Friday, July 27, 2007


His real name isn't Chino at all it's, say, Henry Franz (ok, it's not this either, but something like this). He's half Mexican and half German, and its the narrow, dark eyes that earned him his nickname. He has five brothers. I've met most of them, and used to know them all by name. They would come into my bar and flirt, which is fine, and I gave them free drinks but only because their brother had saved my life and I figured it was a fair trade. Plus it wasn't really my booze to give, but Chino was also a fellow employee so I could write it off as comp. The bar had been someplace famous in the 60s and we were just making money off its reputation, but we had some great bands, and one of the first mosh pits, before there was even a word for it. The floor was marble and people made a little flump sound when they jumped off the stage chest first and no one in the crowd knew they were supposed to catch them.

Chino was my bouncer, and stone silent always, except for the lifesaving thing, where he actually asked me out loud which guy had pulled the knife on me before dragging the guy off. Later Chino brought me the knife, a six inch by half inch wide folding blade with a fake pearl handle. "He wont' be needing it," he said. Which I took as a little bravado. I still have it. I don't even look at it any more but it reminds me that at 21 I thought I was invincible and I wasn't at all. I still see it slicing through my ribs that night although it never got closer than about a foot away, thanks to Chino.

Chino and I didn't talk much, like I said. He would stand with his arms folded across this gladiator chest, looking much taller than his 5'7" (maybe less, he was shorter than me), his black ringlets tied in a 70s bandana (not the gang bandana style; picture Olivia Newton John in Let's Get Physical) and a black muscle shirt because it was the 70s. It was a good look for him, because of the high cheekbones and square jaw and brooding, Chino-eyed stare. He was such a softy.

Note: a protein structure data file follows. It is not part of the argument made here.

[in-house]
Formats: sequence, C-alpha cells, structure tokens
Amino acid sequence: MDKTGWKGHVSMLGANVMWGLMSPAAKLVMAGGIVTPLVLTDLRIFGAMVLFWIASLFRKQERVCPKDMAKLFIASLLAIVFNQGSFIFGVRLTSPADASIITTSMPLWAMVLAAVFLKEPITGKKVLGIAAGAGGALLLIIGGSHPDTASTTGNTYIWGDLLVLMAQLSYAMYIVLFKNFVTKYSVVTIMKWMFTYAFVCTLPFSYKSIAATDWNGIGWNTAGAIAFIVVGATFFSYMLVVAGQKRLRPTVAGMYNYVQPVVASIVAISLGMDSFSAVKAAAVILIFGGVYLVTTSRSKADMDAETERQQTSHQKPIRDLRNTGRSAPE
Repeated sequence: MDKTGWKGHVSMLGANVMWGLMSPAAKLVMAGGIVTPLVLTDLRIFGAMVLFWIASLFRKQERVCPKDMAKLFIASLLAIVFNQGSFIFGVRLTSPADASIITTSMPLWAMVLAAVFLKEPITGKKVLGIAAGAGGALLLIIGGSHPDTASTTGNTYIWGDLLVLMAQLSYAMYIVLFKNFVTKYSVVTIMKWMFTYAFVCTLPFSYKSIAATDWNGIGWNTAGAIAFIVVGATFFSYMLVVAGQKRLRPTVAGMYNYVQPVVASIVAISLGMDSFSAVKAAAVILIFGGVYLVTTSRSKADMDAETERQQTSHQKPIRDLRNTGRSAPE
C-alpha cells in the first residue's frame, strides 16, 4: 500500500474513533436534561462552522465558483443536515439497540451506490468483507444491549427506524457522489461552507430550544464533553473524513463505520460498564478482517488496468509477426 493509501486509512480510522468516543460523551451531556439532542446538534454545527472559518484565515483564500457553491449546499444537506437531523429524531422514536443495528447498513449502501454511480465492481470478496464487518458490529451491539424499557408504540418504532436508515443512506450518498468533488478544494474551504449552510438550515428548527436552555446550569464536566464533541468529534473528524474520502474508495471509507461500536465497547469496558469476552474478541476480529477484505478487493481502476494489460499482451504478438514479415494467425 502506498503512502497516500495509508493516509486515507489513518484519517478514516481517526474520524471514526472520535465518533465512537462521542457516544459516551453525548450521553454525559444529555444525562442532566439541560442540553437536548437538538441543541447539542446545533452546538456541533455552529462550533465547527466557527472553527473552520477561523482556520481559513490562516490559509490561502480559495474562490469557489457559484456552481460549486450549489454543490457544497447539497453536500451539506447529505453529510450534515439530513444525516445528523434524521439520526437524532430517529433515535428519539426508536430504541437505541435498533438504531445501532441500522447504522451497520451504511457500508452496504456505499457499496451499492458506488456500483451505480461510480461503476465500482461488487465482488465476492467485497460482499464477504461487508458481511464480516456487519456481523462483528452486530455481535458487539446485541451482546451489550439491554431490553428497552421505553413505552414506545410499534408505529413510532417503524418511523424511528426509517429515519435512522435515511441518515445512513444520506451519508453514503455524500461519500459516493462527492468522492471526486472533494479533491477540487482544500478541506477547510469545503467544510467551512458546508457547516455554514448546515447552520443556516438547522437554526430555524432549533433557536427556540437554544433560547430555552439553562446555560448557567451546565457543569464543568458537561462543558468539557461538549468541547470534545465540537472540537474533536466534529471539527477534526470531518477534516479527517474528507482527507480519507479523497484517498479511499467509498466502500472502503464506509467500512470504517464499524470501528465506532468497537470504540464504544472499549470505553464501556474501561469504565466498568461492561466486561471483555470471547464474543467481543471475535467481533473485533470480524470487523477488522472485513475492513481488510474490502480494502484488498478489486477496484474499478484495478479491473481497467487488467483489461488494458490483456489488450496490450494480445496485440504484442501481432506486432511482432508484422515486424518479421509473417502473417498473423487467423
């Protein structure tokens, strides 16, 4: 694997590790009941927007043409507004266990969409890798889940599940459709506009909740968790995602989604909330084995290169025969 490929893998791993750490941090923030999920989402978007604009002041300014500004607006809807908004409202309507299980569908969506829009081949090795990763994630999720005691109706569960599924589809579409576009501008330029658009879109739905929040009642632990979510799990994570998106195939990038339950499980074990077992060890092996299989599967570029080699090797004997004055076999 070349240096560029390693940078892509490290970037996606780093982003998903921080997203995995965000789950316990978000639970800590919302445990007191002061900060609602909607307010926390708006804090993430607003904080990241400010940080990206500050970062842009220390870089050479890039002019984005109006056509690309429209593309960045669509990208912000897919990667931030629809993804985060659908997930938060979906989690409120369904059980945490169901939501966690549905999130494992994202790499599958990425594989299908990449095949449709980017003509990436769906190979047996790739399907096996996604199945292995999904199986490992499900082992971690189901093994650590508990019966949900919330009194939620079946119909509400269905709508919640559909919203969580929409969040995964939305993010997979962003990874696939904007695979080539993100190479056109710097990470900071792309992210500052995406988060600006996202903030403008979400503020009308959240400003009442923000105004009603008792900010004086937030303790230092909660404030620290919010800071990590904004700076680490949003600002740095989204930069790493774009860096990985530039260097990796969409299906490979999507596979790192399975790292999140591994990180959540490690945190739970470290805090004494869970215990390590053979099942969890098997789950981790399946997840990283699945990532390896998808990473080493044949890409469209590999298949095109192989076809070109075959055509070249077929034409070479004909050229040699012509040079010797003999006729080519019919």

I lost that job, because I went home for Christmas and um, let's call him Vinny, the manager wasn't happy about that. "We can't use you," he said when I called for hours in January. I was working at a better bar (famous artists instead of semifamous rock stars just out of SIR sessions) within a day or so, and I'd still see Chino's brothers, but never Chino.

I asked his brother Max (I think that's actually his real name, although he looked more like an alcoholic weightlifting housewife and wore striped spandex pants to prove it). And he told me Chino had been bad and "sent upstate." Crap.

Not till I'd gotten out of the bartending game altogether did I run into Chino again. He was strolling a baby through Union Square. Dude. Turns out he had been in college out by the Finger Lakes, not in jail. He'd gained some weight, lost some tension in his face, and met a nice drummer from I forget what band, but she was cute and the kid was too. I told him I still had the knife and he laughed, the way you'd laugh if I said, "I still have that photo of you with the lampshade hat."

Then I had two kids. He met them in the park when we'd run into each other, we'd make small talk, promise to get together and never do it. Then I lost track of him for awhile. Then a decade after that, I lost my older son.

Suddenly I run into Chino almost every other week, walking a little terrier. It's fate. I call him brah. He catches me crying on the way back from work, and just hugs me and lets me cry. His sister died of leukemia the year before, so he understands a little how it feels, how it never stops, how it shatters everything, even the weather. He's a masseur now, just got back from the West Coast, working with a famous star who did a movie that made him look and move half his age. (Chino made sure the guy could move the next morning at all.)

He looks happy, the stony quality completely gone. He looks like a papi chulo (I know, he's not Puerto Rican.) He tells me our old DJ is working at the cd store across the way. I still haven't gone in to see him. Not sure I want anyone to tell me how much older I look than I did 28 years ago, when we were all freshly minted rockaholics. Before anything had happened.


  1. I was in the Cook County Building the other day, going to get a copy of my birth certificate. And while I was there I was thinking about all the times I had gone to get death certificates for the family genealogy. Which of course made me think of people I knew who had died. Then I remembered L who died when I was in third grade of -- you guessed it -- leukemia. And how his parents gave a set of Britannica Junior (remember the red covers?) to the school library in his memory. And I thought that if his parents are still alive they must miss him horribly. And then I thought of you.

    Love to all the Nomists,

    Khentkawes (MT)

  2. Hey MT, thanks. You're right about the parents, I imagine. I find myself still "parenting" Jesse: as if he's just away somewhere and will be back. As if something I think or do or say will make things easier or better for him. It's a testament to the strength of emotion in preservation of a species, if nothing else. He doesn't need me any more, but I still need to be his mother. And always will.


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